What is your generation’s demographics saying about how much wine you are drinking and the kinds of wine you are likely to be buying this year?
For the first time in 2015, the percentage of wine consumption in the United States by millennials surpassed baby boomers (42% versus 30%). The Wine Market Council also reported that millennials have one of the most varied tastes in wine drinking history. Combine this with the Nielson report that rosé (sparkling and still) sales are up and you can see a trend in the wine industry that you are probably noticing everywhere from the local grocery store to restaurants.
The 79 million strong millennials may be the part of the reason for the rise in rosé sales, but some other changes may be affecting our behavior as well. Rosé wine is no longer your grandmother’s white zinfandel. What used to be considered a sweet, grocery store wine is now finding its way on to some of the best wine lists in the United States like Chef Thomas Keller’s at The French Laundry in Yountville (Napa Valley) California.
Rosé can be made either dry or sweet but the increase in popularity seems directly related to the dry style of rosé. Think of Provence France with images of charming villages, vineyards, fields of lavender and rosé wine made famous by impressionist artists like Van Gogh, Cézanne, Matisse, and Picasso. France is the motherland of traditional, dry rosé (hence its name). Provence reported double digit increases in rosé sales to the United States for the 12 year in a row in 2015.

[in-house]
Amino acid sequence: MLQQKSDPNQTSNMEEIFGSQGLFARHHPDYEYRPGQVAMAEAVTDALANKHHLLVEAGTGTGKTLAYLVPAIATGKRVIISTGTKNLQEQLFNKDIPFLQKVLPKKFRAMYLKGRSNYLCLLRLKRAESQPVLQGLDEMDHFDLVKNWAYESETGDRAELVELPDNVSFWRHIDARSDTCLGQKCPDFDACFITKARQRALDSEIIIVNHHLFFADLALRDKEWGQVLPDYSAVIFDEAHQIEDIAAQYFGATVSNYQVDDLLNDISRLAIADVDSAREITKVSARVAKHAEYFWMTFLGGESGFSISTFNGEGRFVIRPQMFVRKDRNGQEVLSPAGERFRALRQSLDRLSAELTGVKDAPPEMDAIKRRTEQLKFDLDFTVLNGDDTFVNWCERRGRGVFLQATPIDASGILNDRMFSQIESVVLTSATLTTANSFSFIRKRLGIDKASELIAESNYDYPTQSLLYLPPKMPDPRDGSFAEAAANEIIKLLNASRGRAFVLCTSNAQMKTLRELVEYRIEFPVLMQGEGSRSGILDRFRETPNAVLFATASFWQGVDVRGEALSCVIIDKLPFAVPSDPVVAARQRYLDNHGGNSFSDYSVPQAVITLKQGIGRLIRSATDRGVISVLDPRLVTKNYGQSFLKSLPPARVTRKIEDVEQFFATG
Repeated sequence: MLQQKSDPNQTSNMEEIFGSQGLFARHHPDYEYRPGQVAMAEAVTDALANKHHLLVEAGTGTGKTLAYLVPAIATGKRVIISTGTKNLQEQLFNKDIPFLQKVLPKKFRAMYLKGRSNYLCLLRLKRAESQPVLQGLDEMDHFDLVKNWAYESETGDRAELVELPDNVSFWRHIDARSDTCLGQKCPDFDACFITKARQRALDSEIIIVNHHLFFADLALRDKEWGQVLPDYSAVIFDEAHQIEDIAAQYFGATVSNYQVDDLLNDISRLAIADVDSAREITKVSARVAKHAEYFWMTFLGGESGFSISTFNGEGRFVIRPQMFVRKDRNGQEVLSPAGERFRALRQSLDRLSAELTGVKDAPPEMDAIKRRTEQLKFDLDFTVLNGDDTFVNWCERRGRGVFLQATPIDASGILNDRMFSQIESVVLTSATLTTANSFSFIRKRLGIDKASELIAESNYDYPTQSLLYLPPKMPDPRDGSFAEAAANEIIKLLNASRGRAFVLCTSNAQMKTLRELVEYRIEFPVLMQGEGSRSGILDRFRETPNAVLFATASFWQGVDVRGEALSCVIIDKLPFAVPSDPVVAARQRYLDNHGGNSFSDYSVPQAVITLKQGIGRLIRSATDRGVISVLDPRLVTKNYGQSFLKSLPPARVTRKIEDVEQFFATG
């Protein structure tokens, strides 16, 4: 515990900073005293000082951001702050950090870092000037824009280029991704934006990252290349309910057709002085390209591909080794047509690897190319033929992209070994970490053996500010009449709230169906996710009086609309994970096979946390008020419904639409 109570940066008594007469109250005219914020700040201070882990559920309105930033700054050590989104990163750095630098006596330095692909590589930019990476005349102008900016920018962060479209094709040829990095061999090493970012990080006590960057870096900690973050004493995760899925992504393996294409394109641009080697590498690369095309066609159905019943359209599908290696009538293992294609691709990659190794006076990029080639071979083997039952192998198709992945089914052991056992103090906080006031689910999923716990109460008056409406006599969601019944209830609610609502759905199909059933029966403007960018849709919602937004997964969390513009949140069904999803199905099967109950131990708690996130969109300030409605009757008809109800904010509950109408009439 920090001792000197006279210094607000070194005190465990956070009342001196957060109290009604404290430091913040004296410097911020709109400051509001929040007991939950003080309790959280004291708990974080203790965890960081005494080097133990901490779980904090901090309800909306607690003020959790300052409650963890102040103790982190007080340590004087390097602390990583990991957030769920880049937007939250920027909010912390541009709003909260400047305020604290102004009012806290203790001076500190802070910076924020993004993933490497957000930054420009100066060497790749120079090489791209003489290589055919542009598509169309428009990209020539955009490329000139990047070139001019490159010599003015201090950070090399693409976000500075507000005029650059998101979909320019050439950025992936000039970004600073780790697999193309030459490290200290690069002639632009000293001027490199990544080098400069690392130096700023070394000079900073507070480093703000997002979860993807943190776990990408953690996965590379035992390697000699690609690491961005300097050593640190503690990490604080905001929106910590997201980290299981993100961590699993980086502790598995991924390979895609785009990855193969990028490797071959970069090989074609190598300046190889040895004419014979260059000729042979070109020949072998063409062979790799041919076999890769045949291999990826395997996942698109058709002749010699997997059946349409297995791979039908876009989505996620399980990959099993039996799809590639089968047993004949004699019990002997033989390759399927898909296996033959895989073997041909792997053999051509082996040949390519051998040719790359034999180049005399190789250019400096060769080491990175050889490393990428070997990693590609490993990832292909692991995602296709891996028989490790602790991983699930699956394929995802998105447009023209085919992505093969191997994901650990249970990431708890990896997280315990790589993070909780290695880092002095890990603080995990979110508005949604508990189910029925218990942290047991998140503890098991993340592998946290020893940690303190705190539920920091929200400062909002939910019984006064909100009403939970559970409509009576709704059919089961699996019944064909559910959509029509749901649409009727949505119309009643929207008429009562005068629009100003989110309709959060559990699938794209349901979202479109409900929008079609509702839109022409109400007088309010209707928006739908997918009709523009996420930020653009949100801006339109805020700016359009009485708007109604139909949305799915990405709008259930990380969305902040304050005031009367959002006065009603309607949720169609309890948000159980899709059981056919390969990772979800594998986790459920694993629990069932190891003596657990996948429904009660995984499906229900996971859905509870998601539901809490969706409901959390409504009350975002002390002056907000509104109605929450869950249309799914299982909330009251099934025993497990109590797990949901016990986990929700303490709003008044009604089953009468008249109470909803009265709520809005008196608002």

Rosé wine is also affordable with many wines priced under $20. While sparkling rosé wine is usually a little more expensive than still wine, it is also worth searching for in the store.
The rise of rosé is also seen in a variety of marketing campaigns with snazzy titles like Rosé Season, Yes Way Rosé, White Girl Rosé and Rosé All Day. Additional campaigns promote rosé wine to men as well as women with Real Men Drink Pink and Brosé Season. GQ published an article in 2015 featuring these Make Way for Brosé: Why More Men Are Drinking Pink.
If your intrigued to see how your wine preferences match up to the 2015 demographics, try a rosé wine from your local store and share your rosé wine experience in the comments.
Still want more, attend a Rosé festival. La Nuit en Rosé (Night in Rosé) is the world’s first festival dedicated to Rosé wine. It is not only a spectacular culinary experience, but also a celebration of an opulent lifestyle. Since its highly successful debut in June of 2014, the festival has expanded from New York into Los Angeles and Miami, with the addition of London coming up in 2016.